Another person I’ve talked to for this series is Benjamin Kunkel, who said his introduction to Marxist theory is already a bit antiquated because of Jesse Myerson’s Rolling Stone article, which recommends, among other things, a universal basic income. As I was reading your book, I was thinking about how a universal basic income might help.
I actually mention universal income in passing, in the chapter that looks at the enthusiasm for amateurism that was actually a bit more prominent a few years ago, when I started writing. “We finally have a platform that allows non-professionals to participate!There were things in that conversation that were so reminiscent of utopian predictions from centuries past about how machines would free us to live the life of a poet. “We’ll only work four hours a day.Why didn’t those visions come to pass? Because those machines were not harnessed by the people. They were harnessed by the ruling elite.
I was struck by how ours is a diminished utopianism. It wasn’t that we would use these machines to free us from labor; it was that now in our stolen minutes after work we can go online and be on social media. How did it come to this, that’s that all we can hope for? And the answer is in how the economy has been reshaped by neoliberalism or whatever you want to call it over the last few decades.
The idea of labor-saving devices has been around. Oscar Wilde, Keynes. But it was pretty common in the 1960s, when there was a robust social safety net. So I think you’re exactly right, that we need something in the public-policy and social sphere, not the technological sphere, to address these issues.
It’s great that people are talking about a universal income, at least in our little tiny circles. You step outside bubble of the young intellectual left of New York, and people will say: What the fuck are you talking about?
We think this idea is getting traction, but it’s because we all follow each other online and we’re all reading the same magazines. Not everyone is reading Kathi Weeks or Ben Kunkel in their free time. I don’t agree with Ben that his book is out of date because of that one article in Rolling Stone. We need to keep harping on these basic concepts.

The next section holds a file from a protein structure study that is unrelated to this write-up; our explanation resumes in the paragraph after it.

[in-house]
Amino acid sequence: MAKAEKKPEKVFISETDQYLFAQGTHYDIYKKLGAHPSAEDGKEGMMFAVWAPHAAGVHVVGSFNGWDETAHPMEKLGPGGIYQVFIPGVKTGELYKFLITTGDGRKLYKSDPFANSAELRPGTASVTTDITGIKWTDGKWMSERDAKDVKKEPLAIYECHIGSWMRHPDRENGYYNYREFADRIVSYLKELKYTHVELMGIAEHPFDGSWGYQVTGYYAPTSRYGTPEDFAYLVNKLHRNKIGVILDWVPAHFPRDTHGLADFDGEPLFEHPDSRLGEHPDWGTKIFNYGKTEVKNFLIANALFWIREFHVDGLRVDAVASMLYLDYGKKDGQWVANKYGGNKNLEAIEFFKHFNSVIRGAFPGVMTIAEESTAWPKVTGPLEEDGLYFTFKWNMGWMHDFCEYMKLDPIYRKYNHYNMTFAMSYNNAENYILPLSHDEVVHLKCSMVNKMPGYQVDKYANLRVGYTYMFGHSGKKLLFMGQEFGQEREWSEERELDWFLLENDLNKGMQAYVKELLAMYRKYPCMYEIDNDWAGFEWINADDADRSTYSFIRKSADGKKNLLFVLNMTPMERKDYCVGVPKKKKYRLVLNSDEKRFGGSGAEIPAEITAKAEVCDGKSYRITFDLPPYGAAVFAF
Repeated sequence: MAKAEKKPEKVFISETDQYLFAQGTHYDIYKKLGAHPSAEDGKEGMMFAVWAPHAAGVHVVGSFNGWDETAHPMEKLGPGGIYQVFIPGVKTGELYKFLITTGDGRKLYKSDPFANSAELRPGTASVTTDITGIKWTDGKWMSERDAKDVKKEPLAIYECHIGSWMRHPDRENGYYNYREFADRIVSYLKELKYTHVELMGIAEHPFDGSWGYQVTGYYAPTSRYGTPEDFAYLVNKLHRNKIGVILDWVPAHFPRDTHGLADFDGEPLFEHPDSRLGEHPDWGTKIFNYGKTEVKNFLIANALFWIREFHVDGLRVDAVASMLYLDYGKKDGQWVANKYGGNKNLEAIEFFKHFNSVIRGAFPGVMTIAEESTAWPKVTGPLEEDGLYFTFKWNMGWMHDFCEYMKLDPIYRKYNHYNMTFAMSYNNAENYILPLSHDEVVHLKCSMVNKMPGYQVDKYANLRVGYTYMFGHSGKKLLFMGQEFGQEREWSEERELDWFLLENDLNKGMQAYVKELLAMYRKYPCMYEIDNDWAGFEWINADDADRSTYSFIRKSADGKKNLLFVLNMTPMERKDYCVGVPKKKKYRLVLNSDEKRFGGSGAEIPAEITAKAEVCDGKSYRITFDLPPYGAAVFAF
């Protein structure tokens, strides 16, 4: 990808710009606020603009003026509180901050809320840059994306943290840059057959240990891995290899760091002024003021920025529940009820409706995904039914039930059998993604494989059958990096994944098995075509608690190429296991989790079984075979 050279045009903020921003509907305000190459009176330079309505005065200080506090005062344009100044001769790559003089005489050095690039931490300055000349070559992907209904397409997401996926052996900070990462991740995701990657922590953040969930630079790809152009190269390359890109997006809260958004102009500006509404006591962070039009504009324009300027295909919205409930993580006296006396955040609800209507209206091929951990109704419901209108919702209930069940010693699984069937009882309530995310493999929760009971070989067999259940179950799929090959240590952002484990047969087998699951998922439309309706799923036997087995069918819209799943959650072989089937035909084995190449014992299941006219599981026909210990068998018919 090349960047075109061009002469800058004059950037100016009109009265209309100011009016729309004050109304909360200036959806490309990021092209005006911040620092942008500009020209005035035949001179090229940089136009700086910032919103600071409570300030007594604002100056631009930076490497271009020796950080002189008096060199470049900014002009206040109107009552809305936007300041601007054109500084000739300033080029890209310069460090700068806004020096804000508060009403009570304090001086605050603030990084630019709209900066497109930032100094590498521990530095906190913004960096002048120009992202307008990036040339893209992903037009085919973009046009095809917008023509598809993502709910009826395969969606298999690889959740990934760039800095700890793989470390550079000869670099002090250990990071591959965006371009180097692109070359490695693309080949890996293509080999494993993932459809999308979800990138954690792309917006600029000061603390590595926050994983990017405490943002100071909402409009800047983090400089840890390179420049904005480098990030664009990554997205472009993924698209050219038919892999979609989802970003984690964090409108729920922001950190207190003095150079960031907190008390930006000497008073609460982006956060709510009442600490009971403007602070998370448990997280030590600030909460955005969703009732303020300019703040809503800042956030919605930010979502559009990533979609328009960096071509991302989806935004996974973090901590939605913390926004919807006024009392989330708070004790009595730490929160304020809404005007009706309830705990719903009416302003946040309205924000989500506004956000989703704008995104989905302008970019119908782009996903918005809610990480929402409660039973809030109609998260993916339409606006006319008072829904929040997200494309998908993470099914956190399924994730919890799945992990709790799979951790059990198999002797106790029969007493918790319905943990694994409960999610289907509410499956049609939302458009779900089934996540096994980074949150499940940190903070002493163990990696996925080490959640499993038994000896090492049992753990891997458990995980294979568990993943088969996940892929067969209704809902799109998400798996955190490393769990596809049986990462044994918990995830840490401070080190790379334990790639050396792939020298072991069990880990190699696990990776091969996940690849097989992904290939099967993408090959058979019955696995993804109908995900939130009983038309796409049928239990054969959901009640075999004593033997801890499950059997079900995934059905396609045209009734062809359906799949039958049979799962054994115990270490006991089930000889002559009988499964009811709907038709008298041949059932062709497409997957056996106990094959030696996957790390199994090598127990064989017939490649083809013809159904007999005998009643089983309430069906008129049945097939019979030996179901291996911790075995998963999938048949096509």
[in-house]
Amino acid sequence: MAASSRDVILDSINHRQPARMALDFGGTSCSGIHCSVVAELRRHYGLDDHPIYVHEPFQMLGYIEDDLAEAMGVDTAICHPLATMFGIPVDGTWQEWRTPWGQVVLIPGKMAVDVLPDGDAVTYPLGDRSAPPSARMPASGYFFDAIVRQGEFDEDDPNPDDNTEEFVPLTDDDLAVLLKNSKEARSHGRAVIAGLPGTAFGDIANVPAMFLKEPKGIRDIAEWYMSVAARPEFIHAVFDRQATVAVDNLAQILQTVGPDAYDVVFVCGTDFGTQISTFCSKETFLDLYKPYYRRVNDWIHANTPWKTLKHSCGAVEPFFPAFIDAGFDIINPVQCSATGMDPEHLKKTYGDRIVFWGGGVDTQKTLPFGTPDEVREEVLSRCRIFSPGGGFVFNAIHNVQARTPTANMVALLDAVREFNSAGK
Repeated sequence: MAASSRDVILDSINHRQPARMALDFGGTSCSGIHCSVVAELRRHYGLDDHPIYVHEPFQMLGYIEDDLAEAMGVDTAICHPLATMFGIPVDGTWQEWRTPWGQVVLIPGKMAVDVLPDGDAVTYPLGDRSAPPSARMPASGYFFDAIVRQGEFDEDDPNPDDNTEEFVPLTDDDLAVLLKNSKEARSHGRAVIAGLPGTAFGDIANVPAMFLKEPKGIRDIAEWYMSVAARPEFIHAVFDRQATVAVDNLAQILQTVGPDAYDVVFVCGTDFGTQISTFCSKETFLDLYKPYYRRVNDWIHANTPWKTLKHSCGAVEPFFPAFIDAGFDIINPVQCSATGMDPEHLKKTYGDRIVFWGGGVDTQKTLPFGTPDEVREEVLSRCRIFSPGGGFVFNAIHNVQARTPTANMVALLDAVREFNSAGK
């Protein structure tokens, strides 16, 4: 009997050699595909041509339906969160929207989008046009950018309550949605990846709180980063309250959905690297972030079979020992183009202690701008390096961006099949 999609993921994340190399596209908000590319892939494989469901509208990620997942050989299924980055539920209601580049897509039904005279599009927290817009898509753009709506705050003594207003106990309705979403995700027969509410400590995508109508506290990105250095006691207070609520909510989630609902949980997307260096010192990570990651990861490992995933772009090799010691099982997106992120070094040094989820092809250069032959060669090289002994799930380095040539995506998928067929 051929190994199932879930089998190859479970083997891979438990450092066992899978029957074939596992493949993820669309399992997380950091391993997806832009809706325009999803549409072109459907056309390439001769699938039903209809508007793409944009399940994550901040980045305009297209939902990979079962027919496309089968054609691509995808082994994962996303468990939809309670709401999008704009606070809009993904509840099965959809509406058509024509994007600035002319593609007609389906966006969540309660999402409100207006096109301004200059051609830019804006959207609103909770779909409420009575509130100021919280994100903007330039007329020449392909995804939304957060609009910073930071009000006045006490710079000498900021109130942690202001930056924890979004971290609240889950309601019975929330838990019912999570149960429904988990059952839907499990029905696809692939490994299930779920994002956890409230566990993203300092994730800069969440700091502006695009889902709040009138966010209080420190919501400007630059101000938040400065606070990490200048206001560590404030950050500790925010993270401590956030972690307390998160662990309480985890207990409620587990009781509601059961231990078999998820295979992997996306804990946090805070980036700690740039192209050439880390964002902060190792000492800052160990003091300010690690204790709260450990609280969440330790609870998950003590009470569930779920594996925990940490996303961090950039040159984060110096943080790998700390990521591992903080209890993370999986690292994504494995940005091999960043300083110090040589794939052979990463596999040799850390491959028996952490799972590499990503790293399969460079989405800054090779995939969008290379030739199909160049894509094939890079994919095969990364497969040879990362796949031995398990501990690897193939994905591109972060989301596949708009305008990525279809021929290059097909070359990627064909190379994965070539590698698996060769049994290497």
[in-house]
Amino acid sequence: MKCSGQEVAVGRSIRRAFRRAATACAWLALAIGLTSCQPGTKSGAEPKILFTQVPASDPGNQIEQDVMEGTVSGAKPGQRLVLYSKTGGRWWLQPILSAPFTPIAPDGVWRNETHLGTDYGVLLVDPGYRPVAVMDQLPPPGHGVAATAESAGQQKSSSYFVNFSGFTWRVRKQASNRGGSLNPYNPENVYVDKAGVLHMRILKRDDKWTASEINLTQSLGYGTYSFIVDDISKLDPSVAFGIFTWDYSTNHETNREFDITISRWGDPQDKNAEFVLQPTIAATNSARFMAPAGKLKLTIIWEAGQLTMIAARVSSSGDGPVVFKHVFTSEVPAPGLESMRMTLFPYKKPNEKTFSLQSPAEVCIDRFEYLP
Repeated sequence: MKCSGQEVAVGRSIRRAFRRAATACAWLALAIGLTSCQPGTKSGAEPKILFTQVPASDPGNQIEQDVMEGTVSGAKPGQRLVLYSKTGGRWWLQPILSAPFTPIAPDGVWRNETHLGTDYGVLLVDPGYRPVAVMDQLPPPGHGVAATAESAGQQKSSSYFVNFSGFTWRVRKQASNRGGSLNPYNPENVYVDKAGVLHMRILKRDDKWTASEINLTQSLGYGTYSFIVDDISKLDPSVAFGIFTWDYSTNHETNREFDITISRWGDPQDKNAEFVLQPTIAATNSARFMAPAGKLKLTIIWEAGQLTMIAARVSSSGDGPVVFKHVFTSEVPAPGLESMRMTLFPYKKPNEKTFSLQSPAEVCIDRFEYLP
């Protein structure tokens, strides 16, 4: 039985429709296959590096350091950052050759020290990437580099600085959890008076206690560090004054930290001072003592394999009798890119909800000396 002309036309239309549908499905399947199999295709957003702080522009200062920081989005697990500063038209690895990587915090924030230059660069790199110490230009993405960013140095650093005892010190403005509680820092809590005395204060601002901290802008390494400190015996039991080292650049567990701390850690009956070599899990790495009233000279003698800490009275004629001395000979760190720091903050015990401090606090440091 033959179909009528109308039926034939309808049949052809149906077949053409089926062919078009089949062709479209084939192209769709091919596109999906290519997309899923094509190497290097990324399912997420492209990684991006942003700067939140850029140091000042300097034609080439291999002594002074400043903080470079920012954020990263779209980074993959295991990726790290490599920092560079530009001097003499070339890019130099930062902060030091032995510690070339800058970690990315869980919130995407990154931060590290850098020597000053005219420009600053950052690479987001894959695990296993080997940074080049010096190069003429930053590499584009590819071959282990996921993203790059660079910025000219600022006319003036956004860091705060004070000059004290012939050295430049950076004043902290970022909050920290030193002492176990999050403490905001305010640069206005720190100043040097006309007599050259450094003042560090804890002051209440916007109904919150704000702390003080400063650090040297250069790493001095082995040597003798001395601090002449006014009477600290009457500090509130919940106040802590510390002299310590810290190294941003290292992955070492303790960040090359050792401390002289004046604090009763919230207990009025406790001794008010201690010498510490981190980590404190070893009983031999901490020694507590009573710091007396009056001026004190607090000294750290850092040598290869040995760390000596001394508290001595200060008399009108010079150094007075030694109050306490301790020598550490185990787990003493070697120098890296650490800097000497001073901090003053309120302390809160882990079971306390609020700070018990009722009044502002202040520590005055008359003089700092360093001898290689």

I think it’s a ripe time for it, considering recent research into the employment prospects for millenials. College indebtedness is insane right now. That’s why I got involved with StrikeDebt. When the economy is forcing you to separate the romantic idea of what you consider your calling from what you have to do for money since there are no fucking jobs that have anything to do with your degree, you start to think that maybe a universal income might make a lot of sense.
If the economy won’t support you to do what you love for a living, you’re already halfway there.
Can you talk about Occupy and how you got involved?
I was working on this book before Occupy, and the tech realm was where a lot of our political hopes were being invested. If you think back, there wasn’t a vibrant protest movement in the US. Instead, there was this idea of democracy through social media, and technologically-enabled protests abroad. That might account a bit for why I gravitated towards this subject.
Then Occupy happened. If anything, it distracted me from The People’s Platform. I wound up putting out five issues of the Occupy Gazette with n+1. Then I got roped into, or rather I roped myself into, this offshoot of Occupy called StrikeDebt that has been doing the Rolling Jubilee campaign.
But my work with the Occupy campaign suffused my analysis more and more. Calling attention to the economic elite fits very well into Occupy’s idea of the ninety-nine percent and the one percent. The amount of value being hoarded by these companies is just mind-boggling.
So these projects did go in tandem. Both of them are thinking about power today. In this book, I was trying to think through how power operates in the technological sphere generally, but particularly in relationship to media. So no longer are you just watching what’s been chosen for you on television. Now you’re supposed to be the agent of your own destiny, clicking around. But there’s still power; there’s still money.
People will say, “How can you criticize these technological tools that helped people overthrow dictators?We constantly use this framework of the people against the authoritarian dictator. There was a lot of buzz about how social media empowered the protests in the Middle East which mostly turned out to be false. But what about the US? There’s no dictator. There’s a far more complicated power dynamic. The challenge of our generation is how you build economic association and aggregate economic power when you’re not going to be doing conventional workplace organizing, because there are no jobs, let alone stable, long-term jobs.